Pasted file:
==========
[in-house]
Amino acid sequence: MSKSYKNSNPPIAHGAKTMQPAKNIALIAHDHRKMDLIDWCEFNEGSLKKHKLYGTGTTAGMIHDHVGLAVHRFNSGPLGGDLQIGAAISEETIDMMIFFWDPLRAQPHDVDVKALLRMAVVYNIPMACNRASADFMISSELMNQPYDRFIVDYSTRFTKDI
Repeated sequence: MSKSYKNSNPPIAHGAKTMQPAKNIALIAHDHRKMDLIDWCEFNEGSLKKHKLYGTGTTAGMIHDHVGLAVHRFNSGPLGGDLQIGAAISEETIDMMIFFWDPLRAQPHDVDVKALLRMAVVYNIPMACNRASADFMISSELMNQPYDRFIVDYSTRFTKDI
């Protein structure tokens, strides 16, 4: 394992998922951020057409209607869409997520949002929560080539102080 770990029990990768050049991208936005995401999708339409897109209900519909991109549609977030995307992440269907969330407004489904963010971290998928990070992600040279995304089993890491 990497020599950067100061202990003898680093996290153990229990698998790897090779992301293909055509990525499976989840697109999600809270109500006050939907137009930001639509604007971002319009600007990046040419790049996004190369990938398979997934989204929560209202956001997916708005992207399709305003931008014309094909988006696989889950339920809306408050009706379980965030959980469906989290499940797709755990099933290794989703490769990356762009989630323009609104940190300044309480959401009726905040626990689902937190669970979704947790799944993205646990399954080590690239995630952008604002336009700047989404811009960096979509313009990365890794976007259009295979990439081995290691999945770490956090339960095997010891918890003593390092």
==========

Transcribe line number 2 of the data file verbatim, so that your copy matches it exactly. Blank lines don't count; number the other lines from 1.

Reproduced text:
Amino acid sequence: MSKSYKNSNPPIAHGAKTMQPAKNIALIAHDHRKMDLIDWCEFNEGSLKKHKLYGTGTTAGMIHDHVGLAVHRFNSGPLGGDLQIGAAISEETIDMMIFFWDPLRAQPHDVDVKALLRMAVVYNIPMACNRASADFMISSELMNQPYDRFIVDYSTRFTKDI